Geothermal Heat Pumps

The geothermal heat pump is an energy efficient means to extract ground temperatures and covert them into heating in the winter or may be used as a heat sink in the summer to draw the warmer temperatures away from a home. Heat sinks absorb thermal energy from point A to point B by removing the heat source from A and transferring it to another area, thus bringing down the temperature from point A and depositing it at point B.

Geothermal heat pumps may also be known as geoexchange or Earth energy, and can rack up the savings on an energy bill. Tough and durable, the geothermal heating and cooling units are expected to last at 25 years for indoor usage, with a projected life of 50 years for the outdoor ground loops.

Geothermic energy is no stranger to mankind, as the concept of extracting thermal heat can be traced back to the early era of civilization. Partial underground heating comes from the Earth’s molten core, pushing upward towards the surface, and some of the in-ground heat is captured in the opposite direction by the sun’s radiation that can penetrate just below the ground line. At a certain level, the underground areas will retain their heat and are a prime resource for eco-friendly heating.

Beyond the cost efficient supply of energy for residential use, the geothermal concept is widely used for community benefit in places like Iceland, where government geothermal construction is used to melt to the snow. In addition, Klammath Falls Oregon and Boise, Idaho have put their geothermic technologies to good use with grand scale systems to heat entire buildings and certain sections of towns.

The geothermal heat pump industry has enjoyed a steady financial growth in a world where people make responsible and thought provoking eco friendly choices in life. When selecting your geothermal heat pump, be sure to look for the Energy Star logo, or if your manufacturer does not use the symbol, you may be ensured a high-efficiency unit with a 13 Energy Efficiency Ratio (EER) or a 2.8 coefficient of performance, (COP).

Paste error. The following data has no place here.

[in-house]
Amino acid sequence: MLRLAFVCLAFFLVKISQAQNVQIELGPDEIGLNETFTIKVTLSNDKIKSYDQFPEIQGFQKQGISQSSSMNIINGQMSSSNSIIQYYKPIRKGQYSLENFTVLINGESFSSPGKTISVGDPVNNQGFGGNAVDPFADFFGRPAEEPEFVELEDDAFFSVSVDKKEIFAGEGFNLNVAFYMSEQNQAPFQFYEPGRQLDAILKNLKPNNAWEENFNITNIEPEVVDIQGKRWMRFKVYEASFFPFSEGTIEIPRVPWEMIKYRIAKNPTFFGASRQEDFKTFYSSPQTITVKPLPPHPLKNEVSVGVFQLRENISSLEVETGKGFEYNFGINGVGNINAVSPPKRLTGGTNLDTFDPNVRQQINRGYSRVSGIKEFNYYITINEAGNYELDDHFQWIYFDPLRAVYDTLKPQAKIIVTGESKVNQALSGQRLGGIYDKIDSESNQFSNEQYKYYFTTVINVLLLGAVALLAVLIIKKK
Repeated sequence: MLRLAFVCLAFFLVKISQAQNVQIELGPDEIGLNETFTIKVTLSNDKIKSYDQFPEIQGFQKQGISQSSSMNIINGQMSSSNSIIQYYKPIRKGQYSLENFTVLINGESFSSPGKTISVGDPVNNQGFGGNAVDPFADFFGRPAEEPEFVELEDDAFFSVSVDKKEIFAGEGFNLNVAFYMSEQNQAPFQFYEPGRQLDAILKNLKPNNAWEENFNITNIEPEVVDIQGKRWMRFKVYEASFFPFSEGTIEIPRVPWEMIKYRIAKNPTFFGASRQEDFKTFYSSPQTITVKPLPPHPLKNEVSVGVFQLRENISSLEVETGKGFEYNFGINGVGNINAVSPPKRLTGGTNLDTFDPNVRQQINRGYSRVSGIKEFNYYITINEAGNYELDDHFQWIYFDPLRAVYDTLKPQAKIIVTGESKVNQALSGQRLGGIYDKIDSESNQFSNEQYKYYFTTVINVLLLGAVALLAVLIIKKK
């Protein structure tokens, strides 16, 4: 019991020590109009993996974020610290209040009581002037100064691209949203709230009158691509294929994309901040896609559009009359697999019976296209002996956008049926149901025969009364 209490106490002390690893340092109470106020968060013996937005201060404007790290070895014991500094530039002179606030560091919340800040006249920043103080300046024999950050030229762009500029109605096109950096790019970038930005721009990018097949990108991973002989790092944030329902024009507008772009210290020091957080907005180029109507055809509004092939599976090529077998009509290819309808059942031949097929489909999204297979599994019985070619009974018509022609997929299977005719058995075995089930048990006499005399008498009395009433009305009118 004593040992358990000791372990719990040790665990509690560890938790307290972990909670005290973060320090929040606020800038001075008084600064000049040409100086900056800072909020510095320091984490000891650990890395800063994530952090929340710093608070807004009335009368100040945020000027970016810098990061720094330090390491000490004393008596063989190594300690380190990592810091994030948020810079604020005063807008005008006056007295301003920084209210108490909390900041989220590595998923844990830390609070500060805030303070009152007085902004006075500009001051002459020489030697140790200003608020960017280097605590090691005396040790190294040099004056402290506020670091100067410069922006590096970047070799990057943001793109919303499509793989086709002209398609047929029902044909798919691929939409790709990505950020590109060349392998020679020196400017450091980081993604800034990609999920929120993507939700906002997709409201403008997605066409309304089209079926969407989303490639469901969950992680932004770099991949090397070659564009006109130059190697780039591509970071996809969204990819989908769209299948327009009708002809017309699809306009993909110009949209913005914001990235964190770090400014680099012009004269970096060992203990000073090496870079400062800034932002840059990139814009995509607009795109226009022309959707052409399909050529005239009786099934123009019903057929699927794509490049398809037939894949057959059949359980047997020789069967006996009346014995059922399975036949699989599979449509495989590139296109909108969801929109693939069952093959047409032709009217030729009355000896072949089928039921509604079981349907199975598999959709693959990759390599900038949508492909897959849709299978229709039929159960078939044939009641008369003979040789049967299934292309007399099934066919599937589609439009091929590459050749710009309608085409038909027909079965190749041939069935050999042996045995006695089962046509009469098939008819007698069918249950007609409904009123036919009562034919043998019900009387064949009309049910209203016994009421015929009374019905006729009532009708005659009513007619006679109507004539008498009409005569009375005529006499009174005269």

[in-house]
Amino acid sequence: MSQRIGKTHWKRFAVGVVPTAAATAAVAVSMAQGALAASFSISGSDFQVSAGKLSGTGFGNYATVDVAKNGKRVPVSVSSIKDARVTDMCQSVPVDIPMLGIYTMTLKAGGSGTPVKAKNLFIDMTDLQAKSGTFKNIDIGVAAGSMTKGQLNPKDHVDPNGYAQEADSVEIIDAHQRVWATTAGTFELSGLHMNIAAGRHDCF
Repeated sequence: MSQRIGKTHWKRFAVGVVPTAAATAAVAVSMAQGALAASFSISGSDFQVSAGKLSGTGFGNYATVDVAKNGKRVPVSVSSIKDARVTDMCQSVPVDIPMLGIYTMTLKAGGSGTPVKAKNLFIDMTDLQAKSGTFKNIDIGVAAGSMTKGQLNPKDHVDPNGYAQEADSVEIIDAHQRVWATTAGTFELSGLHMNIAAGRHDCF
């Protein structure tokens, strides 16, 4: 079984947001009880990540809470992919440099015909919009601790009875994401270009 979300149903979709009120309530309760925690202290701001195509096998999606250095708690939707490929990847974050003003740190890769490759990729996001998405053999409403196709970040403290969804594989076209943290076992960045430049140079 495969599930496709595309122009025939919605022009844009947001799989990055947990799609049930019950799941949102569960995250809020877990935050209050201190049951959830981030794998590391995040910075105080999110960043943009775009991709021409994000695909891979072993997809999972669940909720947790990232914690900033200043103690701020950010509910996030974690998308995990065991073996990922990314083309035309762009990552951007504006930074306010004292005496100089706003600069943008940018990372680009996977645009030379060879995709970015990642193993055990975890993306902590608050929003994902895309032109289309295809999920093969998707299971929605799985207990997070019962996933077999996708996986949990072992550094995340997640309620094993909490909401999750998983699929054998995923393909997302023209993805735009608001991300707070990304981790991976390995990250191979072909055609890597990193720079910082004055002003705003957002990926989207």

According to the U.S. Department of Energy, cost efficient heating systems are rising in demand, with more than 50,000 geothermal heating pumps installed across the nation every year. Consumer awareness and competitive manufacturing have enjoyed a steady climb to educate the public on the benefits of geothermal heating pumps and bring the cost down to meet most budgets.

A geothermal heating unit does cost a bit more than a traditional system, but in most cases, the long-term benefits outweigh the up-front expense. Depending on the size, efficiency and cost of the geothermal heating unit you intend to purchase, most satisfied customers report a break even point on the purchase price as early as the first three to five years of operation. So if you are in a property and plan to stay a while, the geothermal heating solution can save you big bucks on your energy bills for a considerable amount of time and make a positive step in the right direction for green living.